Mirror, mirror on the wall, who's the unfairest of them all?
Famed is thy progressiveness, Seattle, but when it comes to taxes, it’s you.
A new study singles out our city as the most regressive in the country. Taxes here are exceptionally hard on the poor and uniquely light on the rich.
"When you look at Washington state, it’s the most regressive out of all the states, and when you look Seattle, it’s the most regressive out of all the largest cities in every state," said Matthew Caruchet, who wrote the report for the Economic Opportunity Institute.
(Regressive means that people with lower incomes pay higher tax rates than people with higher incomes.)
Seattle was the least fair of 15 cities in Washington, with Spokane the fairest of them all, according to the report.
It found that a Seattle family bringing in $25,000 a year faces a tax rate four times higher than a family making a quarter-million dollars a year.
Analysts at the Tax Foundation in Washington, D.C., criticized the new report for not looking at federal taxes, which are heavily progressive: The more you earn, the greater the percentage you pay to the IRS.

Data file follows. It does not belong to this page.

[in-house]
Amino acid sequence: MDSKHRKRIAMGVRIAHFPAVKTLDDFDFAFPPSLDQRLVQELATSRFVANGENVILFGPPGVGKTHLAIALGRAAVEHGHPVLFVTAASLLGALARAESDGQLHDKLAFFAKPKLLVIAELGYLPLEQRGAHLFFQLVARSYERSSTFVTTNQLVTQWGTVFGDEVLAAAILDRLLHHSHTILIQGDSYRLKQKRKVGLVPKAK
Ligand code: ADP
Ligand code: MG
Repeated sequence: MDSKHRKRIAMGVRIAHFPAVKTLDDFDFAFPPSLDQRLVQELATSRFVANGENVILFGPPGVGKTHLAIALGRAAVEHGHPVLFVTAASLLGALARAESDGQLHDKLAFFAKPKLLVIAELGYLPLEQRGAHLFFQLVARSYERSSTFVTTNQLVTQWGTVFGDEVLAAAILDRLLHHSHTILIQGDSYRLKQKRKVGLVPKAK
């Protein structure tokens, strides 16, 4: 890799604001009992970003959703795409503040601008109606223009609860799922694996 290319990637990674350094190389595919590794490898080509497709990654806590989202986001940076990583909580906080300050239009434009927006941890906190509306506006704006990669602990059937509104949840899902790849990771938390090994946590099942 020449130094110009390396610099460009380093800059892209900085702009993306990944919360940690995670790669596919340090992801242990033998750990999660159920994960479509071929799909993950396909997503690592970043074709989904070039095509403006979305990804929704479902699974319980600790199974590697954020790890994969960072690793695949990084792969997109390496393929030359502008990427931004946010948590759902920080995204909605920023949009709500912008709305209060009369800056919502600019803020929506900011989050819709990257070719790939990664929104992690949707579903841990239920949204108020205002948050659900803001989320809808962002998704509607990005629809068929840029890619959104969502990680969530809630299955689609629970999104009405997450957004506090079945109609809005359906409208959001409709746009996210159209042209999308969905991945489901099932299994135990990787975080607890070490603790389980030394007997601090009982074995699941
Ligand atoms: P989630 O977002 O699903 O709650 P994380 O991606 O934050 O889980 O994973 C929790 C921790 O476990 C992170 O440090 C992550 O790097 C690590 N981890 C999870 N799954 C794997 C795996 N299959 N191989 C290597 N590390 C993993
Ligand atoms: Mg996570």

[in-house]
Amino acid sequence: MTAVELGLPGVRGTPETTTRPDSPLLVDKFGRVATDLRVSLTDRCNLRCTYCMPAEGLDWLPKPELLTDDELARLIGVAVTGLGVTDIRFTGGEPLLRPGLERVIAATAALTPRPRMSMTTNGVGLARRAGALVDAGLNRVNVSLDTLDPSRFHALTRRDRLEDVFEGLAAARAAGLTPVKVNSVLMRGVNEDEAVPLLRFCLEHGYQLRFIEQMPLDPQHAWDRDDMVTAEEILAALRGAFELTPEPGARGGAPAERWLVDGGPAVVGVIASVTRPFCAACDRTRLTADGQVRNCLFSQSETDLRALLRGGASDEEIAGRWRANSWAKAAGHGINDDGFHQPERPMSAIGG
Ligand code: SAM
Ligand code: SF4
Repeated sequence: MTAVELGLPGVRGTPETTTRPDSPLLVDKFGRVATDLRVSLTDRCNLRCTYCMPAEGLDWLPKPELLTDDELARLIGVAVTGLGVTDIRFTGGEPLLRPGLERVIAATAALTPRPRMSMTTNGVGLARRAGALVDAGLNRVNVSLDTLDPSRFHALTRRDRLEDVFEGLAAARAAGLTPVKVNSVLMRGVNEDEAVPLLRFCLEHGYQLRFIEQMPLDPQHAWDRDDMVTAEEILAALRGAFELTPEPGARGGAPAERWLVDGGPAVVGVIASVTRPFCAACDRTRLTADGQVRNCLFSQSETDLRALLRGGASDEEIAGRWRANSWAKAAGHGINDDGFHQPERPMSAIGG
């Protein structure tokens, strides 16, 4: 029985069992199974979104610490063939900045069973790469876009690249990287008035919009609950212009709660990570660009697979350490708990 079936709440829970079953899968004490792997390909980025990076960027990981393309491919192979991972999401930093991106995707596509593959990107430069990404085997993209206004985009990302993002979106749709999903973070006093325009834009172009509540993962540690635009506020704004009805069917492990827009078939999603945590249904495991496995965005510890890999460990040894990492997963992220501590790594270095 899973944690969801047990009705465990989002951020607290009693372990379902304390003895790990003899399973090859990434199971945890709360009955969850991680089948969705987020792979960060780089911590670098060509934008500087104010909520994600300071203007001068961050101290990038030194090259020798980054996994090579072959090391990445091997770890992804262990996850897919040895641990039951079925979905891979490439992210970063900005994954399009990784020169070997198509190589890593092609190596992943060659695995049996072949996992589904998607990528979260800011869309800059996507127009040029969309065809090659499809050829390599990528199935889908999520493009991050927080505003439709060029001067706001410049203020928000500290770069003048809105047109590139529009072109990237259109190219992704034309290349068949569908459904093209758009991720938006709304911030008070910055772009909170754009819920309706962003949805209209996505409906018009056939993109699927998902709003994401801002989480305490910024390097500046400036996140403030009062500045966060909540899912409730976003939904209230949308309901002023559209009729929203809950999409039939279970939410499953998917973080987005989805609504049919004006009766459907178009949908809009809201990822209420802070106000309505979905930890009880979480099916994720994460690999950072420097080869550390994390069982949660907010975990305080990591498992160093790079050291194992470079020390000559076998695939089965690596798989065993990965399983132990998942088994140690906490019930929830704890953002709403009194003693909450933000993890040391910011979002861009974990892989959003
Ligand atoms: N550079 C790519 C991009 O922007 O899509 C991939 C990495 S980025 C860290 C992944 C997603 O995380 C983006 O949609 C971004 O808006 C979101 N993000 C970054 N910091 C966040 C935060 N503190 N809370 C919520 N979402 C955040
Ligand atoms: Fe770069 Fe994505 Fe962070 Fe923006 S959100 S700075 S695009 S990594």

"Anyone facing a combination of federal, state and local taxes is facing a highly progressive overall tax code," Jared Walczak with the Tax Foundation said.
No matter. Caruchet's institute, along with the Seattle City Council, wants those richer households to pay a 2.25 percent city income tax.
The liberal-leaning institute is helping Seattle lawyers defend the tax, approved by the city council last summer, from a lawsuit that says it's unconstitutional.
A King County Superior Court judge found the tax to violate the state constitution. Judge John Ruhl ruled in November in favor of plaintiffs represented by the conservative Pacific Legal Foundation and the Freedom Foundation. The city has appealed the case to the state Supreme Court.